7. What is heterospory? Briefly comment on its significance. Give two examples.
Answer. The two kinds of spores borne in the same plant is called as heterospory. These spores differ in size. Among them the smaller spore is called microspore and the larger spore is called megaspore.
Significance of heterospory:
(i) Heterospory is associated with the sexual differentiation of gametophyte a microspore develops into a male gametophyte whereas a megaspore develops into a female gametophyte.
(ii) In homosporous pteridophytes spores have to germinate on soil thus face more environmental problems. In heterosporous pteridophytes, spores germinate within the sporangium and the gametophytes are retained inside for variable periods of time. Hence, germinating gametophyte has better chances of survival. This lays the foundation of complete retention of gametophytes within sporophytes in angiosperms and gymnosperms.
(iii) Heterospory is the basis of development of seed habit in higher plants.
8. Explain briefly thefollowing terms with suitable examples.
Answer. (i) Protonema : It is the first, usually branched, green and filamentous structure produced by a germinating moss or fern spore. The protonema of mosses bears buds that develop into the gametophyte plant. In fern the protonema becomes the prothallus.
(ii) Antheridium : The male sex organ of cryptogams (algae, fungi, bryophytes and
pteridophytes) is known as antheridium. It produces the male gametes or anthero- zoids. It may consist of a single cell or it may have a wall that is made up of one or several layers forming a sterile jacket around the developing gametes.
(iii)Archegonium : The multicellular flask shaped female sex organ of bryophytes, pteridophytes and many gymnosperms is known as archegonium. Its dialated base called the venter contains the female gamete or egg or oosphere. The cells of the narrow neck of archegonium liquify to allow the male gametes to swim towards the oosphere.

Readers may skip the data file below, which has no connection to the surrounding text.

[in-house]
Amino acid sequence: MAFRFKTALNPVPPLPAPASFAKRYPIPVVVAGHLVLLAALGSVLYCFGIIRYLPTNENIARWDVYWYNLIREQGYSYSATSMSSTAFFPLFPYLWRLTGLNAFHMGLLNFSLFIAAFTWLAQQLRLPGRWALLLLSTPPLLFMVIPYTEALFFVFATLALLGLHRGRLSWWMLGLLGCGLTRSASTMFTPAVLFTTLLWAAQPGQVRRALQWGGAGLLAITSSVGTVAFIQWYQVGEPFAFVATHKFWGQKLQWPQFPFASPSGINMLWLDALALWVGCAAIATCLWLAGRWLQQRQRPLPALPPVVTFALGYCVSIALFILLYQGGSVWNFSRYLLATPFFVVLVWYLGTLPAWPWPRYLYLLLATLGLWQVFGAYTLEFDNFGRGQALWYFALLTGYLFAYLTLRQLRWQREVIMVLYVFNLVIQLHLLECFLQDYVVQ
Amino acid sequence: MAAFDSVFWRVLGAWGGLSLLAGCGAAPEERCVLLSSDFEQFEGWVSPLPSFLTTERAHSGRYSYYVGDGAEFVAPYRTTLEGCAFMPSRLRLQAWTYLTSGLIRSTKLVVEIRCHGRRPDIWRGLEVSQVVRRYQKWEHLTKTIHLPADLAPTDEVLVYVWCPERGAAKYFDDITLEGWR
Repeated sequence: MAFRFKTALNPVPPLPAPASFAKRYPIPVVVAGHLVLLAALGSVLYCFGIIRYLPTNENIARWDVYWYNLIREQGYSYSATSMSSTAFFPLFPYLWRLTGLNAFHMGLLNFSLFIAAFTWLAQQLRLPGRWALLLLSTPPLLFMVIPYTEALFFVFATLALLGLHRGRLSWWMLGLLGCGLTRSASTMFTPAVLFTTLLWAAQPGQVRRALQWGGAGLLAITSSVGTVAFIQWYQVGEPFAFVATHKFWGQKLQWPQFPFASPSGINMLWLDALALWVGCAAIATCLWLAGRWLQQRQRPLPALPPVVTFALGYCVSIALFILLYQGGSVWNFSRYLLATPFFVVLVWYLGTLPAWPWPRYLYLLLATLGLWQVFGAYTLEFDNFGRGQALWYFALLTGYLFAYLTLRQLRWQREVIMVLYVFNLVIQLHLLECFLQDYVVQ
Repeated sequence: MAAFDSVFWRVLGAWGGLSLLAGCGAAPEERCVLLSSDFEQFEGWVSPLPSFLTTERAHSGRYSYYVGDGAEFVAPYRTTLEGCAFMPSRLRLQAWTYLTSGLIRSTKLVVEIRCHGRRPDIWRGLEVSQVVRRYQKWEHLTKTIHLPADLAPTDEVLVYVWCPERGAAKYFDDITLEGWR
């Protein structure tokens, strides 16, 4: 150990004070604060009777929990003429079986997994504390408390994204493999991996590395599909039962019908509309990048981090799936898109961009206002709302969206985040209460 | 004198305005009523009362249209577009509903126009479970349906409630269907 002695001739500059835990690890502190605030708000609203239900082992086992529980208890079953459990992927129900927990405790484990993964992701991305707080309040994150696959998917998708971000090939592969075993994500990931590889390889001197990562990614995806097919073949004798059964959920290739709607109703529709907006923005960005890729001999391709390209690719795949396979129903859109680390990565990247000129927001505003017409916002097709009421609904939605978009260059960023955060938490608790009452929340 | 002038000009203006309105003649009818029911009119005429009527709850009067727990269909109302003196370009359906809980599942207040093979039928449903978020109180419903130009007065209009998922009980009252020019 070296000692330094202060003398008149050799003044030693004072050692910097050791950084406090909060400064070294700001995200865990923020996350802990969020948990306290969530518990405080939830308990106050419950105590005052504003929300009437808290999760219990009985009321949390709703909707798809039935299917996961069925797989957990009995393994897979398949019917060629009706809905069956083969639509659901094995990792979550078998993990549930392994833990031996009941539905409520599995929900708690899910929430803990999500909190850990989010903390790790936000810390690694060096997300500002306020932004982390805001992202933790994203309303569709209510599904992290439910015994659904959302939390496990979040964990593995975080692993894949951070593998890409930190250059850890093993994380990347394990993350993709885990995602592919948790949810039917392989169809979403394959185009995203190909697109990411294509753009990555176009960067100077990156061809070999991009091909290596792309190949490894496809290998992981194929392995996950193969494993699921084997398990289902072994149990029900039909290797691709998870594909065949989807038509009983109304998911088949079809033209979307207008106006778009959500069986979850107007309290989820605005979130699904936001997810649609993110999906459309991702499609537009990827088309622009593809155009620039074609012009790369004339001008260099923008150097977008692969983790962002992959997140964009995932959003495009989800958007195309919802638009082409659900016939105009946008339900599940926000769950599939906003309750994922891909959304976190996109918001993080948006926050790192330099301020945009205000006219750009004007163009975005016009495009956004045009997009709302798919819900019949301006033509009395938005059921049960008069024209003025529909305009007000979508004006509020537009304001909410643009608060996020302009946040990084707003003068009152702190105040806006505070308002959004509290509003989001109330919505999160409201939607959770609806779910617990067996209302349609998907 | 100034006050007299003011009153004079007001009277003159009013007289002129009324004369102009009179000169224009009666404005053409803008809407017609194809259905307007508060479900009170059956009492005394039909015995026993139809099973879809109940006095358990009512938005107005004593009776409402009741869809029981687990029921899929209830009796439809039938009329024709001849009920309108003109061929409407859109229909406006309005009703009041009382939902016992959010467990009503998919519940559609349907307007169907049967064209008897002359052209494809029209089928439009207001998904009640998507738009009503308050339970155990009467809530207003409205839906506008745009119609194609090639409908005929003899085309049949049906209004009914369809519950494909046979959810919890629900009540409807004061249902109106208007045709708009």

(iv)Diplontic : It is the kind of life cycle in which the diploid sporophyte is dominant and this diploid phase is photosynthetic. The gametophytic phase is represented either by gametes only, that are formed through meiosis or by a highly reduced few celled gametophyte. E.g., all seed-bearing plants (gymnosperms and angiosperms).
(v) Sporophyll : It is a type of leaf bearing sporangia. In ferns, the sporophylls are the normal foliage leaves, but in other plants the sporophylls are modified and arise in specialised structure such as the strobili of club-moss, gymnosperms and the flower of angiosperms. In most plants sporophylls are of two types – microsporophylls and megasporophylls.
(vi)Isogamy: It is a type of sexual reproduction where fusion takes place between two identical gametes. The gametes are similar in size and structure and they show equal motility during sexual reproduction, e.g., Spirogyra (algae).
9.Differentiate between the following:
(i) Red algae and brown algae
(ii)Homosporous and heterosporous pteridophytes
(iii)Liverworts and moss
(iv)Syngamy and triple fusion.
Answer. (i) The differences between red algae and brown algae are as follows :
|Red algae||Brown algae|
|1.||Red algae are grouped under the class Rhodophyceae.||1.||Brown algae are grouped under the class Phaeophyceae.|
|2.||They contain floridean starch as stored food.||2.||They contain mannitol or laminarin as stored food.|
|3.||They contain the photosynthetic pigments chlorophylls a and d, and phycoerythrin.||3.||They contain the photosynthetic pigments chlorophylls a and c, and fucoxanthin.|